ACLU Supports Governor’s Moratorium in Death Penalty Case

December 2012 - The ACLU Foundation of Oregon has filed a friend of the court (amicus) brief with the Oregon Supreme Court urging it to state that a death-row prisoner’s acceptance is not required for the Governor’s reprieve of his death sentence to become effective.


June 20, 2013 - The Oregon Supreme Court issued a unanimous opinion confirming the Governor’s broad constitutional powers to grant reprieves, commutations or pardons for all offenses (excepting acts of treason) and stated that Governor Kitzhaber’s reprieve of Gary Haugen’s death sentence is valid.



In May 2007, Gary Haugen received the death penalty for his crimes. In 2011, he chose not to pursue his remaining appeals and asked for his sentence of death to be carried out. His death warrant was issued by the Marion County Circuit Court with his execution scheduled for December 6, 2011.

At that time, the ACLU of Oregon joined with three other organizations to petition Governor John Kitzhaber to stop Mr. Haugen’s execution by using the governor’s constitutional power to grant a reprieve. Nearly 1,000 ACLU supporters contacted the governor’s office in support of our petition. On November 22, 2011, Governor Kitzhaber issued a reprieve for Mr. Haugen, stating that he would not allow any executions to occur while he is Governor based on his belief that the current system is broken.

Mr. Haugen rejected the Governor’s reprieve and sued to have the death sentence carried out. In August, 2012, a circuit court judge declared the reprieve invalid as it applied to Mr. Haugen, concluding that under the Oregon Constitution a prisoner must accept a reprieve in order for it to be valid. The Governor has appealed the trial court’s decision to the Oregon Supreme Court and is being represented by the Attorney General’s office. The Governor has argued that acceptance is never required for an unconditional pardon, commutation or reprieve.

In our amicus brief, we have limited our argument to say that acceptance by the prisoner is not required in a death-penalty case because the death penalty is very different from other types of punishment.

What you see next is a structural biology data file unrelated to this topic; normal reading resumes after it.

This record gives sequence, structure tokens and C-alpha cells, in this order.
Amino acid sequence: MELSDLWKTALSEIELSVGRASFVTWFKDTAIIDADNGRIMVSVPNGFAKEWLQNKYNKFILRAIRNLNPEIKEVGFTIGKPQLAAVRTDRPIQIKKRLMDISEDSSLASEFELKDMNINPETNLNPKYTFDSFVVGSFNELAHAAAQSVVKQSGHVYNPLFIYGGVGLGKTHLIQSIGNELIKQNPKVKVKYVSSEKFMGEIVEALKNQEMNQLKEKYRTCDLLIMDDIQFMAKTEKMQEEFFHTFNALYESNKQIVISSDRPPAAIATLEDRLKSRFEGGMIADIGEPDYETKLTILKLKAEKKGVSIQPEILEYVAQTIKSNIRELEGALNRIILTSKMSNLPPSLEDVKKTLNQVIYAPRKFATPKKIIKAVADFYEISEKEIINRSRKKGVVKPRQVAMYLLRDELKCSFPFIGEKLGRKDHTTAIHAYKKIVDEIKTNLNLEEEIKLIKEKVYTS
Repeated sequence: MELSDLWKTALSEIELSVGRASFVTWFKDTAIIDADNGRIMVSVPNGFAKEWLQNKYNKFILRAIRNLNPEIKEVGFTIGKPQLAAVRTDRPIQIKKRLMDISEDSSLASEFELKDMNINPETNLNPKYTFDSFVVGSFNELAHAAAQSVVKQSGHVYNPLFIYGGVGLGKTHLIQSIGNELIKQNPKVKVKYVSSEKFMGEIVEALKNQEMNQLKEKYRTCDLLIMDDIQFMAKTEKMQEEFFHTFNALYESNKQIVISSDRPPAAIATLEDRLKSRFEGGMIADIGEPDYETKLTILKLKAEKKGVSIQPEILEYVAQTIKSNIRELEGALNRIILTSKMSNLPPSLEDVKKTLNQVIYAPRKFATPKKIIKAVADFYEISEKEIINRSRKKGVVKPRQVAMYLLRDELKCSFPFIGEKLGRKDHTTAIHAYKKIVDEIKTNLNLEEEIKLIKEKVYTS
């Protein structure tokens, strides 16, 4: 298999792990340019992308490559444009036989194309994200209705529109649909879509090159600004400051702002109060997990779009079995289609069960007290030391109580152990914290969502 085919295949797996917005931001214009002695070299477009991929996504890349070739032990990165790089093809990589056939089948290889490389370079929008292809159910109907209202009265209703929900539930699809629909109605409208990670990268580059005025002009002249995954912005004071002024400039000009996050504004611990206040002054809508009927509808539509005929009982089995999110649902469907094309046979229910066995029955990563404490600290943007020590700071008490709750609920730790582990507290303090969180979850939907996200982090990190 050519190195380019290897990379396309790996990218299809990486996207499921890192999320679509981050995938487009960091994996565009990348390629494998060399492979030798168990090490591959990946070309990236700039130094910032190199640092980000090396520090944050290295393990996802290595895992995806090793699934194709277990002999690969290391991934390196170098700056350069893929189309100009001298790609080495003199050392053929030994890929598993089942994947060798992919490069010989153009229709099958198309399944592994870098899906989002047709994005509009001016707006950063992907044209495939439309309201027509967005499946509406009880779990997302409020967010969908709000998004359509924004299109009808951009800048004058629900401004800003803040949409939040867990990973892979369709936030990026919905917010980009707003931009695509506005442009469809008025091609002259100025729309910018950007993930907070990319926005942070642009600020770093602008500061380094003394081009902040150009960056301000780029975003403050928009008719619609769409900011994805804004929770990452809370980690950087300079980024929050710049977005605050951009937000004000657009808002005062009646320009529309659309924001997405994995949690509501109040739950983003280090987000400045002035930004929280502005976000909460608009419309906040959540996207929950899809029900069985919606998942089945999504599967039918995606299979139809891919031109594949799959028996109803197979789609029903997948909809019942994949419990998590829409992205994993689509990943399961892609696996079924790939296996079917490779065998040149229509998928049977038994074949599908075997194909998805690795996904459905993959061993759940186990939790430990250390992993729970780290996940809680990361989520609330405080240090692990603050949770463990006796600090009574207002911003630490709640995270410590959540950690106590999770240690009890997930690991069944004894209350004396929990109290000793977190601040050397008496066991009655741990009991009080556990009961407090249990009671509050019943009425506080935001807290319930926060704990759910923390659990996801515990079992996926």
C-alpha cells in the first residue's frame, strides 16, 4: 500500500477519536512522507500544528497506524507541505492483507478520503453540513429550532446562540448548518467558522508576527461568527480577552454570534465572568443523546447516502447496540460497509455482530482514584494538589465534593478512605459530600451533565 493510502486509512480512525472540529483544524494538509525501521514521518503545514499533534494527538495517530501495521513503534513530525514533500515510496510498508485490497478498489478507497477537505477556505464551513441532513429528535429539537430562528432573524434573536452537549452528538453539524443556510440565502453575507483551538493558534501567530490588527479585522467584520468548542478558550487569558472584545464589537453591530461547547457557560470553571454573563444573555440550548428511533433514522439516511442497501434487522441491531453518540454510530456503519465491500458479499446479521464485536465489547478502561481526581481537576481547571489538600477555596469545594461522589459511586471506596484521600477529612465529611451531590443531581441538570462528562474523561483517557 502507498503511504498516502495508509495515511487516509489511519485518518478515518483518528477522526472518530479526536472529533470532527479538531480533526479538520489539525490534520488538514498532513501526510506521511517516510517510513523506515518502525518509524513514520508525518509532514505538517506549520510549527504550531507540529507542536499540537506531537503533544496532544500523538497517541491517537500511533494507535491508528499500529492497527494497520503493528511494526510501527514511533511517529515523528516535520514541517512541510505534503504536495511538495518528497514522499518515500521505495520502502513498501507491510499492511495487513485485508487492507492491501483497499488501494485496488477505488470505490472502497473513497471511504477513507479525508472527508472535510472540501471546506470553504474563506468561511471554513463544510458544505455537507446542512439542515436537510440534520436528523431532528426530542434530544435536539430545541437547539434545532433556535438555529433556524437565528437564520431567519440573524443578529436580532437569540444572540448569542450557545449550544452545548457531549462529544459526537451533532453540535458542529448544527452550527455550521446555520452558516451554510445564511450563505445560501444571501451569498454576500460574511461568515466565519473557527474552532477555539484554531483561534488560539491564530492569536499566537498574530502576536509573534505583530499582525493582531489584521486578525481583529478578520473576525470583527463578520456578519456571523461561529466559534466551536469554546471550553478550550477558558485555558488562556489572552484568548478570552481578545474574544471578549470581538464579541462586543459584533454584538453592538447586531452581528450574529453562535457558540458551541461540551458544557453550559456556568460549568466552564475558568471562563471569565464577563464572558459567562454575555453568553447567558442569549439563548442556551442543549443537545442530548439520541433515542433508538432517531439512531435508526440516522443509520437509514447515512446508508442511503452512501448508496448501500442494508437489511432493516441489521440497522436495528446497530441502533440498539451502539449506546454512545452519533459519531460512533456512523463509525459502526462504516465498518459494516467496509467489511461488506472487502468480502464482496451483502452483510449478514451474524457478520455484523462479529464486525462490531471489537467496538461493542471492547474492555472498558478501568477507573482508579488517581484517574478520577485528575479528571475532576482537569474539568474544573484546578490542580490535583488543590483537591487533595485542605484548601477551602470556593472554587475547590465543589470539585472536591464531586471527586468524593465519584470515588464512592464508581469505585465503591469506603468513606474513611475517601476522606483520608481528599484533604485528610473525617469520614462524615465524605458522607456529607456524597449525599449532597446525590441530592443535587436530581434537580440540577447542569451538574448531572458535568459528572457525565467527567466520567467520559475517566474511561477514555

There are two,  competing interpretations of the constitutional power of clemency: the acceptance theory and the public welfare theory. Under the acceptance theory, exercise of the clemency power is viewed as a private “act of grace,” which requires acceptance in order to be valid. Oregon courts have applied the acceptance theory in a few cases in Oregon history.   But a reprieve granted to an Oregon prisoner facing the death sentence has never before been challenged by an inmate.   The other theory of clemency power, the public welfare theory, is viewed as a tool for the Executive branch to exercise for the public welfare.

We have argued that the public-welfare theory is more consistent with the intent of the framers of the Oregon Constitution.   Specifically related to death penalty cases, we believe Governor Kitzhaber has clearly stated a public welfare reason for his reprieve: to allow the citizens of this state to reexamine a “compromised and inequitable system.”   Because the death penalty, if imposed, is irreversible, the ACLU of Oregon argues it is distinct from any other sentence the state can deliver. Therefore, Mr. Haugen alone does not and should not have the power to force the Governor and the State to carry out his execution. The Governor should have the power to grant either a temporary reprieve or commutation regardless of the inmate’s wishes – especially when doing so is designed to prompt Oregonians to review the fairness of a death penalty system that has only executed two volunteers since it was reenacted in 1984.

The Oregon Justice Resource Center and the Oregon Capital Resource Center joined the ACLU of Oregon as amici. The ACLU cooperating attorneys are Bruce Campbell, Elisa Dozono and Alexander Naito from the Portland law firm Miller Nash LLP.